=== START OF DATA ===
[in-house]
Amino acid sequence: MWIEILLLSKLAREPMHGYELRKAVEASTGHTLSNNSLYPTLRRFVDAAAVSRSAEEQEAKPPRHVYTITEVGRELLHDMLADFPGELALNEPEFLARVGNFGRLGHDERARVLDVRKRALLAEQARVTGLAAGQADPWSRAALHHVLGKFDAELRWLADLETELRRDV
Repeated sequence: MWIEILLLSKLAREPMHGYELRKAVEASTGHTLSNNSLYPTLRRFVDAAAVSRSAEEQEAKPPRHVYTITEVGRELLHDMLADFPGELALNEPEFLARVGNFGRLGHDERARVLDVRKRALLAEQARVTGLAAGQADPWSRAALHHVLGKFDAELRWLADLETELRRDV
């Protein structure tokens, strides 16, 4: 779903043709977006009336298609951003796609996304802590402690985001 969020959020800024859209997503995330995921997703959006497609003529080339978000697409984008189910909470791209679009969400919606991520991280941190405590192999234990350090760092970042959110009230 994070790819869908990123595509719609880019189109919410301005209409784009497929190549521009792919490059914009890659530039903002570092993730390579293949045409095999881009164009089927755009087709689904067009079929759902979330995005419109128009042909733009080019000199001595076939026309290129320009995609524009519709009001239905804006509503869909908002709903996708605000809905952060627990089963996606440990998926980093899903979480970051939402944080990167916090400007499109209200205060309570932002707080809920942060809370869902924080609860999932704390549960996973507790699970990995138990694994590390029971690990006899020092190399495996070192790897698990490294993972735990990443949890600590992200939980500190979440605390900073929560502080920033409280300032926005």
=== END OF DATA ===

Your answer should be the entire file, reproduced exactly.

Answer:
[in-house]
Amino acid sequence: MWIEILLLSKLAREPMHGYELRKAVEASTGHTLSNNSLYPTLRRFVDAAAVSRSAEEQEAKPPRHVYTITEVGRELLHDMLADFPGELALNEPEFLARVGNFGRLGHDERARVLDVRKRALLAEQARVTGLAAGQADPWSRAALHHVLGKFDAELRWLADLETELRRDV
Repeated sequence: MWIEILLLSKLAREPMHGYELRKAVEASTGHTLSNNSLYPTLRRFVDAAAVSRSAEEQEAKPPRHVYTITEVGRELLHDMLADFPGELALNEPEFLARVGNFGRLGHDERARVLDVRKRALLAEQARVTGLAAGQADPWSRAALHHVLGKFDAELRWLADLETELRRDV
């Protein structure tokens, strides 16, 4: 779903043709977006009336298609951003796609996304802590402690985001 969020959020800024859209997503995330995921997703959006497609003529080339978000697409984008189910909470791209679009969400919606991520991280941190405590192999234990350090760092970042959110009230 994070790819869908990123595509719609880019189109919410301005209409784009497929190549521009792919490059914009890659530039903002570092993730390579293949045409095999881009164009089927755009087709689904067009079929759902979330995005419109128009042909733009080019000199001595076939026309290129320009995609524009519709009001239905804006509503869909908002709903996708605000809905952060627990089963996606440990998926980093899903979480970051939402944080990167916090400007499109209200205060309570932002707080809920942060809370869902924080609860999932704390549960996973507790699970990995138990694994590390029971690990006899020092190399495996070192790897698990490294993972735990990443949890600590992200939980500190979440605390900073929560502080920033409280300032926005």